All Blacks braced for fierce Pumas pack
The All Blacks pack have brought their 'a' game to Argentina, and in Keven Mealamu's estimation it will not be sufficient to quell a Los Pumas pack notorious for upping the ante before a fervent soccer-style home crowd.
Mealamu is braced for a typically fierce forward battle at La Plata on Sunday (NZT) and although New Zealand arrived in Buenos Aires on a 14-test winning streak, there are concerns about the quality of their performances in the inaugural Rugby Championship.
Protect their unbeaten record against their hosts and the All Blacks return home via Johannesburg with another trophy to display at NZRU headquarters, yet despite successfully quelling Los Pumas' resistance in last year's World Cup quarterfinal, and again in Wellington on September 8 the 97-test hooker knows they will be a tougher proposition on home soil.
Mealamu was among the established squad members given the night off when the All Blacks last played at Buenos Aires en route from Europe in 2006 - a 25-19 victory that closed with Los Pumas pressing for a historic converted try at Velez Sarsfield Stadium.
"I can remember the game quite vividly, hearing the chanting of the crowd was amazing," Mealamu recalled.
"In Argentina it's like they grow another leg, they're so much more confident at home and their passion goes to another level when they're playing on front of their own people. I remember seeing that intensity for pretty much the whole game."
The pressure ramped up for the current touring squad today when they trained for the first time - a schedule that must address a lack of fluidity in their attack and an inability to consistently dominate the forward exchanges.
Scrummaging, lineout and clean outs and protecting halfbacks Piri Weepu and Aaron Smith are Mealamu's domain and he didn't mince words when appraising the eight's work in their last two outings.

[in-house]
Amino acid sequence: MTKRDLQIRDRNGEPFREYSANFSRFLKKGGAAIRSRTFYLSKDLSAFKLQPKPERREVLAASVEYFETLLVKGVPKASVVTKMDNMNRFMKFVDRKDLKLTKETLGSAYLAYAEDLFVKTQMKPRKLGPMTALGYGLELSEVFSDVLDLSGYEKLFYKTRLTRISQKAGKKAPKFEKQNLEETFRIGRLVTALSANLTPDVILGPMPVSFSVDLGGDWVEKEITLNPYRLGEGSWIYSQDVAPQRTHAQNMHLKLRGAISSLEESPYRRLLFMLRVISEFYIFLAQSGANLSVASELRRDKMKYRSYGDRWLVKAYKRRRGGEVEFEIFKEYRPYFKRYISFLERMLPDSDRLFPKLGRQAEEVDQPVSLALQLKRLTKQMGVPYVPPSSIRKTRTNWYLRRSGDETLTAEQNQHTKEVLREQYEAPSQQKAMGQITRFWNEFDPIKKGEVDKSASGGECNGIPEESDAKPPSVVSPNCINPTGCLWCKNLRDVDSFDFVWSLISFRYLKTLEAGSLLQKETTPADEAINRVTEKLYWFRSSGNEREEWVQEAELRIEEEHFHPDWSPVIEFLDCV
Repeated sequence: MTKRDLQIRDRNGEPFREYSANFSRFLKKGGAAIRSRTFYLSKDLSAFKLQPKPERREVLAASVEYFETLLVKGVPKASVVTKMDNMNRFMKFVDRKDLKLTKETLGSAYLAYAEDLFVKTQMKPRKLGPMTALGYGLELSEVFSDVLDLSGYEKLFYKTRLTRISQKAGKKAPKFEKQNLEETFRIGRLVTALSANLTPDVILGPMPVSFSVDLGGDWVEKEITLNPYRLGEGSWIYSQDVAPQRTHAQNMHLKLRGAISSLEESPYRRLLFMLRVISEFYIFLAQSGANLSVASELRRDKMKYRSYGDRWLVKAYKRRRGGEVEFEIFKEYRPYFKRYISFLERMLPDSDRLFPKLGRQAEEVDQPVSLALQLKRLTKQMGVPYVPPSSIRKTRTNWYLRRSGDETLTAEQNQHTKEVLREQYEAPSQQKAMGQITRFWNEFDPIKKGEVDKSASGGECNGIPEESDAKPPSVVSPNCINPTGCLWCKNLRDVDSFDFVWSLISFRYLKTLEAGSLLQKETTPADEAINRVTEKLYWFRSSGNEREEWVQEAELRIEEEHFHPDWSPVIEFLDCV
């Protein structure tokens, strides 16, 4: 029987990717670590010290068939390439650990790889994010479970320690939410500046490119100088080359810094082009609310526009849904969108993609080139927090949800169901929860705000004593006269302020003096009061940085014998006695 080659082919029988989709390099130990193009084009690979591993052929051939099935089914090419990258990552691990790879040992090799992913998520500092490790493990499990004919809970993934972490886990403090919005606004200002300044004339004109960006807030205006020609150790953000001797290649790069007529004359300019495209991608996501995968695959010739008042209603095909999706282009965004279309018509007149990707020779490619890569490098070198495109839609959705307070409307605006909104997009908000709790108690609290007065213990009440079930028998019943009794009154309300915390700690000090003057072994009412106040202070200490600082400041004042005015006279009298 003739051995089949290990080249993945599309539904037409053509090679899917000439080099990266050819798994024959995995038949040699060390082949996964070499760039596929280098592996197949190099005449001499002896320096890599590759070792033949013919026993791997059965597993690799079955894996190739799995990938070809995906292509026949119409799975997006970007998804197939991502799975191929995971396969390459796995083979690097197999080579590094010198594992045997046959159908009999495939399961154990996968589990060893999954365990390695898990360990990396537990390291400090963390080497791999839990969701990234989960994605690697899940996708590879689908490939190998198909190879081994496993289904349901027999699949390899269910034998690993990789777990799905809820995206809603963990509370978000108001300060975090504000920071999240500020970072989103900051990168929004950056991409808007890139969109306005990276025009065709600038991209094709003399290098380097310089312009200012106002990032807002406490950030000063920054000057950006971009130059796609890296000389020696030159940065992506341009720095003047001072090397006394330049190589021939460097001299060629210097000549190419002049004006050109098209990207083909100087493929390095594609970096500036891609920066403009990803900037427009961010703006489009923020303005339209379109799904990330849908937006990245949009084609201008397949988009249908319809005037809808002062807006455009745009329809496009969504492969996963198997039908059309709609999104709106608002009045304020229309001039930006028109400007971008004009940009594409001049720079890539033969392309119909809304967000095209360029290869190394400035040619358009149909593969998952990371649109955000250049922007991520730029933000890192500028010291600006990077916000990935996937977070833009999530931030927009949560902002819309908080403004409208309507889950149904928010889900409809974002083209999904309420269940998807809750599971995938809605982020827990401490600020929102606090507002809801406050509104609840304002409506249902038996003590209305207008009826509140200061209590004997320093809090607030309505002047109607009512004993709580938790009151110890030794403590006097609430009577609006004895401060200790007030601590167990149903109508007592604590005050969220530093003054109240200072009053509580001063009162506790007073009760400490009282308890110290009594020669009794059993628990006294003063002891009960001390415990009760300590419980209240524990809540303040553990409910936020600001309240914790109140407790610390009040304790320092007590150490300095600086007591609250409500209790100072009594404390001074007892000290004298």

"To be blunt we've been adequate," he admitted, indicating there could be some willing sessions set down for the forwards this week.
"We've been able to provide a bit a ball but we haven't been where we want to be. As an All Black forward we want to come off the field feeling like we've done well and we've been able to get on top of opposition.
"It feels, maybe, in the last couple of weeks we haven't been able to do that."
Setting a solid platform for Weepu and Smith was a priority given the duo were hassled in Wellington and Dunedin.
"If they're having a great game it means we're doing our job well and if they're there or thereabouts it means we need to really step it up. We want them to be able to be in the game, and for them to be able to do that we need clean, fast front foot ball."
The longest serving forward behind skipper Richie McCaw, Mealamu said in mitigation the current forward pack was adjusting to life without the Brad Thorn's ballast and the defensive intensity offered by Jerome Kaino.
"They (Thorn and Kaino) left a big hole, they're guys with a lot of experience in the jersey and their presence on the field has been huge so it's a new pack finding its way at the moment."
And on game day it will also find itself in a cauldron-like cacophony foreign to their upbringing in New Zealand and unheard of in venues across Australia, South Africa and Europe.
The noise was occasionally deafening in Soweto when the All Blacks played at the 2010 soccer World Cup headquarters two years ago, through the 55,000 fans expected to cram Estadio Ciudad de La Plata will take the decibel level to new heights.
"We're going to have to try and deal with that, we're not used with that sort of noise in the stadiums back home," Mealamu said.
Giving them nothing to shout about would be a sound tactic then.